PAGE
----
- Not to be confused with sex as in personal sexual identity: see Gender
This article attempts to list instances where sex, sexuality or romanticism (or a rejection of these) are mentioned or alluded to in Arthur Ransome's works so that scholars, critics and fans may then draw their own conclusions.
- Note to contributors: let's give references here as much as possible
Sex, sexuality and romanticismEdit
- Bonny lass is Mary Swainson, aye, and a good wife she'll make and all said Old Billy. He laughed, and the woodman reddened and then laughed too (SD30).
- Mary Swainson was now grown up and was going to marry Jack, the woodman, as soon as she saw fit, while Miss Turner, poor old thing, had never married at all (PM23).
- Nancy and Peggy were referred to as Captain Flint's wives by the Chinese pirates: Melican man with two English wives (ML4).
Despite aging from about twelve to fifteen over the series of books, Nancy, in common with all the children in Ransome's books, shows no sign of developing any interest in sex. Watson suggests that this is in part because Ransome is describing "a company of magical children" rather than completely realistic ones. In addition he suggests that Ransome is merely reflecting the historical and cultural context, "Children's fiction in the 1930s had found no way of writing about sex."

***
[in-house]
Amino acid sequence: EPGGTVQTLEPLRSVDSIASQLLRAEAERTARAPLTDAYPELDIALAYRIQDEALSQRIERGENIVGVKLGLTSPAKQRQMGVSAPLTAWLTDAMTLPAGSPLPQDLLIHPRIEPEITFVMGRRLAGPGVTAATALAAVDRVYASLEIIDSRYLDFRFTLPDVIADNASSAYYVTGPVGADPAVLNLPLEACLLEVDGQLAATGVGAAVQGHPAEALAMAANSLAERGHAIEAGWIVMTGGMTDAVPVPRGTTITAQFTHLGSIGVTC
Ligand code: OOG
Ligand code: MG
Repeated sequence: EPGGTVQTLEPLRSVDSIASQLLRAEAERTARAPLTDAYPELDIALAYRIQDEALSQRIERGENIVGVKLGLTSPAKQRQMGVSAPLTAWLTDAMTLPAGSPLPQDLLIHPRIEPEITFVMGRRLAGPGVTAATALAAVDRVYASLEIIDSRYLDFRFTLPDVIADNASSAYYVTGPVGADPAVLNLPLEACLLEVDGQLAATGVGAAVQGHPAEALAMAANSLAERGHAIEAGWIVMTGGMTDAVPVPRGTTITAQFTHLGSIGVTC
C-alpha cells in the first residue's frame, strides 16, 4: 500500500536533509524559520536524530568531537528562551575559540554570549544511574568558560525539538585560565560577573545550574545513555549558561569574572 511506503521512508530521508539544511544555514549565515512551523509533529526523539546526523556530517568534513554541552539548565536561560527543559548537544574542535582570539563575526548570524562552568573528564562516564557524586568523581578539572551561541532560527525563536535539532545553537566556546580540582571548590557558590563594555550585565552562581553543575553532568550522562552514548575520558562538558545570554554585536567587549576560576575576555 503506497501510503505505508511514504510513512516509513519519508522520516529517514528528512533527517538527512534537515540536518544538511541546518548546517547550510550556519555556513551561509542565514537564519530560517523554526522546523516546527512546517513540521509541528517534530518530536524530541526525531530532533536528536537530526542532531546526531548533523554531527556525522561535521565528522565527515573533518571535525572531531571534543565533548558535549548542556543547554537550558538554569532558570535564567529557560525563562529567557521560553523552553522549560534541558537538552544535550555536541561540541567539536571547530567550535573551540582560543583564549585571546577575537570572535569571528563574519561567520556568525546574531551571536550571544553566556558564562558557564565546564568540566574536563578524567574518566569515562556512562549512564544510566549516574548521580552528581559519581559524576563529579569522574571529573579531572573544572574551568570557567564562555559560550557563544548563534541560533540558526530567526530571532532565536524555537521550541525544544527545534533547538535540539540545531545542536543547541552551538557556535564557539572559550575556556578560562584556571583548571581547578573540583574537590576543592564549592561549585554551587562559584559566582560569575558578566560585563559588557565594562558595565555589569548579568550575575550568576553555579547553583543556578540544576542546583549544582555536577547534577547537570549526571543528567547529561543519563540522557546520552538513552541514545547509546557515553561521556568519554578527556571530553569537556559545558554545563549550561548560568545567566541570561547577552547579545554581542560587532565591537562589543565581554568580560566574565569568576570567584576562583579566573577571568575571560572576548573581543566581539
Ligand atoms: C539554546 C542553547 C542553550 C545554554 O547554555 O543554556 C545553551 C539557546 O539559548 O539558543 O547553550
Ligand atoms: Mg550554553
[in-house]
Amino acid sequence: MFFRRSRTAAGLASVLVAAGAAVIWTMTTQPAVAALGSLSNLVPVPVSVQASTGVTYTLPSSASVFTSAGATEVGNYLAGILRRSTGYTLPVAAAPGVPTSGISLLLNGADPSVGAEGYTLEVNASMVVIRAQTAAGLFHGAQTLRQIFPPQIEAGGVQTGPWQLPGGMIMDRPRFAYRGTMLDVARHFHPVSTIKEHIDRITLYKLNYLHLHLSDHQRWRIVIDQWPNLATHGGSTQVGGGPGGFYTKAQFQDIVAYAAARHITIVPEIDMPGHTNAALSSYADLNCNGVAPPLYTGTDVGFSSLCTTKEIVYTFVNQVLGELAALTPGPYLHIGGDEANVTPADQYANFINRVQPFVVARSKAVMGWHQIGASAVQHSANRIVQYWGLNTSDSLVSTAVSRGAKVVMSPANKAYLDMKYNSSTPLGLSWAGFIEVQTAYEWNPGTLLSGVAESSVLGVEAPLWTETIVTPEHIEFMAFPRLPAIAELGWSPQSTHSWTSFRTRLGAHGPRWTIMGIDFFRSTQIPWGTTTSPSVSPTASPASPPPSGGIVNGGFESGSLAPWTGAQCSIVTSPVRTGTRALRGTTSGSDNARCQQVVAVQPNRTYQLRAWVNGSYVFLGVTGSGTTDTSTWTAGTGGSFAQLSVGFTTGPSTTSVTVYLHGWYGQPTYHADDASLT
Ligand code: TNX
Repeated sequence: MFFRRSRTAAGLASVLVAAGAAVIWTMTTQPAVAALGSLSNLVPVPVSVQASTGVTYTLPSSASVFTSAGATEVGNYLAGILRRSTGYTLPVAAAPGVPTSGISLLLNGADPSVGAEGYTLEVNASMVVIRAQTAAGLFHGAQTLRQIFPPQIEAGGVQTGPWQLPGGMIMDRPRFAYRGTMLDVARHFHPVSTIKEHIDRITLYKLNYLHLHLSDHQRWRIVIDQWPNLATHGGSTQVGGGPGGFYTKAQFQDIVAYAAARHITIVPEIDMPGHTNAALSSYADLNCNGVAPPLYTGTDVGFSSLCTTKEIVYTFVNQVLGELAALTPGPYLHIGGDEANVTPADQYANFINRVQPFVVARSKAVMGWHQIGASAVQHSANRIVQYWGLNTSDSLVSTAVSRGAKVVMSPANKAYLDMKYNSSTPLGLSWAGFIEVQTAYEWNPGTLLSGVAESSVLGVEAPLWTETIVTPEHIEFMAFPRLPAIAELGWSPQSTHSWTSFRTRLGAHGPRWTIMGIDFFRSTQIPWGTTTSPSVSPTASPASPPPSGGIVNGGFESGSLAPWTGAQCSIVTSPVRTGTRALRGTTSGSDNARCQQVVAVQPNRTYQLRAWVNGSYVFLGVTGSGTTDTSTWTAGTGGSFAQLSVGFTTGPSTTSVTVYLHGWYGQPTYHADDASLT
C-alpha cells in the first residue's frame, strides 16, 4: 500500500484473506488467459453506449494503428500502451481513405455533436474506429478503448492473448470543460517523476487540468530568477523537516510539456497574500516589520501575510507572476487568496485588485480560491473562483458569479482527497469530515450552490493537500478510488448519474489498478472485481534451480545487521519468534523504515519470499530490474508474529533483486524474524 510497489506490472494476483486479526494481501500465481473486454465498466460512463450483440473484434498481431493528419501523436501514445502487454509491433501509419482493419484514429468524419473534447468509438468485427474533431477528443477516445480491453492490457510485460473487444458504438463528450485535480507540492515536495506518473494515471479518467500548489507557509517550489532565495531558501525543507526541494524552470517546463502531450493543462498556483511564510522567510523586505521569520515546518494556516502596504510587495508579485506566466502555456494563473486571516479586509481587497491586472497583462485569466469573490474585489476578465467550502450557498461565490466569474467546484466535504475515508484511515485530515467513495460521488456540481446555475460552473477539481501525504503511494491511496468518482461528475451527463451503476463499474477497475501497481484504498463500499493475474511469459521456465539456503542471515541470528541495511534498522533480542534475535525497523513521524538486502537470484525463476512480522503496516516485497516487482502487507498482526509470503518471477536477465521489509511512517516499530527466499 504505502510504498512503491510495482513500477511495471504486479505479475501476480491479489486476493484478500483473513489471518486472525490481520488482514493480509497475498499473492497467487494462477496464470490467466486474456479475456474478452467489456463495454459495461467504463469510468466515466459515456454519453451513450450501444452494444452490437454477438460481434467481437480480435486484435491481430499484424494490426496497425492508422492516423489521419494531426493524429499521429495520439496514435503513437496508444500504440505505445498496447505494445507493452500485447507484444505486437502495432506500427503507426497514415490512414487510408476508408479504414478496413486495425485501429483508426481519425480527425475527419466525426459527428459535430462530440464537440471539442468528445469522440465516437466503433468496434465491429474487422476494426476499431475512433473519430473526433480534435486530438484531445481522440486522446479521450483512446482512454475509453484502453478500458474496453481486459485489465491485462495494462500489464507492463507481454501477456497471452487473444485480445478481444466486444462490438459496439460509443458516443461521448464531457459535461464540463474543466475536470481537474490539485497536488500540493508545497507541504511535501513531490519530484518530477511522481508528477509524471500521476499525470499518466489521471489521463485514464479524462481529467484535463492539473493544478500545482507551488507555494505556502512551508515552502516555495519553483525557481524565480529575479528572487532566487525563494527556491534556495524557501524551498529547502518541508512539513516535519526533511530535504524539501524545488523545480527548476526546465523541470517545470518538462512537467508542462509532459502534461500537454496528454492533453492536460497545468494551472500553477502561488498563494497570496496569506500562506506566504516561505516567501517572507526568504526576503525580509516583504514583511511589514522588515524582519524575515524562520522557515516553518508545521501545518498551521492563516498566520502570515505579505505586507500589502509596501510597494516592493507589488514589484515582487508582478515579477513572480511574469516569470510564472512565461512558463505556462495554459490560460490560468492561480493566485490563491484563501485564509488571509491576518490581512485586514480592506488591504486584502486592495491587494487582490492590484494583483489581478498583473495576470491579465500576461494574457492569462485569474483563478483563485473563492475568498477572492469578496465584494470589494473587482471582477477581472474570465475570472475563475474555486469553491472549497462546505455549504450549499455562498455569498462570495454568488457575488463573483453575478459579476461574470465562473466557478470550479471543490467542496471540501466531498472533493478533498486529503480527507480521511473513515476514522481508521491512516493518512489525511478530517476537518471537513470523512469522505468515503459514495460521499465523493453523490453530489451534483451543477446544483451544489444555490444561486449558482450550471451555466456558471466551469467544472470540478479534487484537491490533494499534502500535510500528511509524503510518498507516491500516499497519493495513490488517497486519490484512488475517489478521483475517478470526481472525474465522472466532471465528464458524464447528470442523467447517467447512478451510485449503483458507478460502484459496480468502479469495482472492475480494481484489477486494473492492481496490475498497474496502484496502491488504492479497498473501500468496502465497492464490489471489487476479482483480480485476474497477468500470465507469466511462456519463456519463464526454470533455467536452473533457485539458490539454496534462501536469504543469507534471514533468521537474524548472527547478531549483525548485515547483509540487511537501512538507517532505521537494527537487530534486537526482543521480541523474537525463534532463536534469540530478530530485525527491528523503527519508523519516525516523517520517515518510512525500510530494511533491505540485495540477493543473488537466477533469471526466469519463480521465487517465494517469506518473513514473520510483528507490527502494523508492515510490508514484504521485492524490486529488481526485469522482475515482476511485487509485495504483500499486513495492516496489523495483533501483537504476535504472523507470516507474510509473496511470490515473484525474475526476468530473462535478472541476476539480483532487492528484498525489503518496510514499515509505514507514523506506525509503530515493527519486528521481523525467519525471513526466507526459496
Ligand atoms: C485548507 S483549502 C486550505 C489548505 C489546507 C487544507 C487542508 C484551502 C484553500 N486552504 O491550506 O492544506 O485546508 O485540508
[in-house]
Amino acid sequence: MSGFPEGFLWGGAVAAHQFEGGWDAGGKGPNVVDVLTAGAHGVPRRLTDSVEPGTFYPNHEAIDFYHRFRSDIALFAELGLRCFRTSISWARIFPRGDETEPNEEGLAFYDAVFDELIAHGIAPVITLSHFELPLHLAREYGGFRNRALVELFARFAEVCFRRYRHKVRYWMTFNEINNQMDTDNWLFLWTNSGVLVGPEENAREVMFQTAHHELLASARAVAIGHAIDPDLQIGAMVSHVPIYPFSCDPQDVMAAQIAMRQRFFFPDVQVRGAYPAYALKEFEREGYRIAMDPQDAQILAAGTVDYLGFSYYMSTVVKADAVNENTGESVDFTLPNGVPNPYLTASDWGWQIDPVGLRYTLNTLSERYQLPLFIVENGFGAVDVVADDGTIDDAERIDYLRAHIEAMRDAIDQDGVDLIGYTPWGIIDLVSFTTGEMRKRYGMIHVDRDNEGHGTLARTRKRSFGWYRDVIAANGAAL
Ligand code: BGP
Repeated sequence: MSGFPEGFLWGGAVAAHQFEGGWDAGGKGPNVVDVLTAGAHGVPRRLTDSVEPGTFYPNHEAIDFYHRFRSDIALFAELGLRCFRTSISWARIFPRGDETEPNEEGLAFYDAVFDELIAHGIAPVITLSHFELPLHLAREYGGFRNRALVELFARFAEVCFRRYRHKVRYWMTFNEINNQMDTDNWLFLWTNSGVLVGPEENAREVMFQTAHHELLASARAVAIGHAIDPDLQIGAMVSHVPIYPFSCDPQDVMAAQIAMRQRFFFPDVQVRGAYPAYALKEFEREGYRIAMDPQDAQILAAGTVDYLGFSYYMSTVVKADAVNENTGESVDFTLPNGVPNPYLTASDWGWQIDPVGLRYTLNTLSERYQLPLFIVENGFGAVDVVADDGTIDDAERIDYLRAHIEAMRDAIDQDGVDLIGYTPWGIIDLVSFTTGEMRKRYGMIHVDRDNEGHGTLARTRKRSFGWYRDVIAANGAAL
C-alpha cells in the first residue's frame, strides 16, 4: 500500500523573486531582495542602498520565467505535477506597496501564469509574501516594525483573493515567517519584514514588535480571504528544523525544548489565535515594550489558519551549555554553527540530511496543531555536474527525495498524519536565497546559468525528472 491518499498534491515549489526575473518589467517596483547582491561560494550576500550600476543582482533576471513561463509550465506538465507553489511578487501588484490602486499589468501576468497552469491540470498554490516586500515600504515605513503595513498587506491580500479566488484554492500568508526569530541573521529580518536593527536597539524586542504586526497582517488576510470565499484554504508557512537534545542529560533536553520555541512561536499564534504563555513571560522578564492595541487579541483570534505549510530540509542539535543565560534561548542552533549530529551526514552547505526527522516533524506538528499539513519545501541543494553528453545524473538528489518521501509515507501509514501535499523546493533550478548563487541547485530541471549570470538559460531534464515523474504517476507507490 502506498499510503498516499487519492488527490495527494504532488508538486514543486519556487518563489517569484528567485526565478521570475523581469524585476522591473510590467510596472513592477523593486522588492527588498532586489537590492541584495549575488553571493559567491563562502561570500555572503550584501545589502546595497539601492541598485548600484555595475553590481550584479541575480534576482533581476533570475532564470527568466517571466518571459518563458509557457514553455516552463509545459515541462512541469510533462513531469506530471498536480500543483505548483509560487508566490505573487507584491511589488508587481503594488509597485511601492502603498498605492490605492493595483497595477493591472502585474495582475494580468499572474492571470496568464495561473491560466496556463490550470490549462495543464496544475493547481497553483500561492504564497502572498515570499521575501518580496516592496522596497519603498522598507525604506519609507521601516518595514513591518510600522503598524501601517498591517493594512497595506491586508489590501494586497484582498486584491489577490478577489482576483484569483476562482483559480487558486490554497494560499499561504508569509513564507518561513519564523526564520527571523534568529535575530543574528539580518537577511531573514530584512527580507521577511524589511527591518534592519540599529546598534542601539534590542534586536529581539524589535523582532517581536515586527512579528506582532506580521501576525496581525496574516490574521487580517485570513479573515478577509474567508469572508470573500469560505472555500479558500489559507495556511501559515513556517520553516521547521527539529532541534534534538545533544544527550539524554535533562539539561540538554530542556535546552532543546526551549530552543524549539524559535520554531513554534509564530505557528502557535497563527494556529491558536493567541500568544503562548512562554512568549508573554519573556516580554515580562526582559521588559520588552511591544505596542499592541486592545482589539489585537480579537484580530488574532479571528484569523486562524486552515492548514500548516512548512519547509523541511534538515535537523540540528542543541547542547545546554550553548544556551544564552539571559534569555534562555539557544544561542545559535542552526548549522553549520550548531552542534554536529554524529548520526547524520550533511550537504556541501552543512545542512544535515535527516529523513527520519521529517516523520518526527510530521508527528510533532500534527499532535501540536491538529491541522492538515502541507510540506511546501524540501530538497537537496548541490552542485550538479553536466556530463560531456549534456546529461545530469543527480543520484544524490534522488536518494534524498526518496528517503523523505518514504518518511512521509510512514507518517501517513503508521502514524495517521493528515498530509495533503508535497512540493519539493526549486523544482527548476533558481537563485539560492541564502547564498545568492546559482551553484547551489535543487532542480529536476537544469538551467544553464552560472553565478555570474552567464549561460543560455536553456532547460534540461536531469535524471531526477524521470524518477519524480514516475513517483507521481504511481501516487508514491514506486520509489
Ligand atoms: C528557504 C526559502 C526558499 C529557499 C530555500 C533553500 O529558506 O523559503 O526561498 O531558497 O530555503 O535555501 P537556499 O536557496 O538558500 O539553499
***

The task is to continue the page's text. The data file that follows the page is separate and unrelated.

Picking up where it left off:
Genia was "devasting" in her criticism of The Picts and the Martyrs in 1942, which delayed its publication (but Arthur's mother liked it) (Life, page 389). But though Nancy and John would now be about fifteen, the last two books centre on the younger ones (the brats): Dick and Dot (PM) and Dick and Roger (GN).
- hopeless ..... the book as a whole is dead .... if the Swallows are not allowed to grow up .... the feeling of imitation and rehash (Genia on PM).
- ↑ Watson, Victor: Reading Series Fiction: From Arthur Ransome to Gene Kemp Routledge, 2000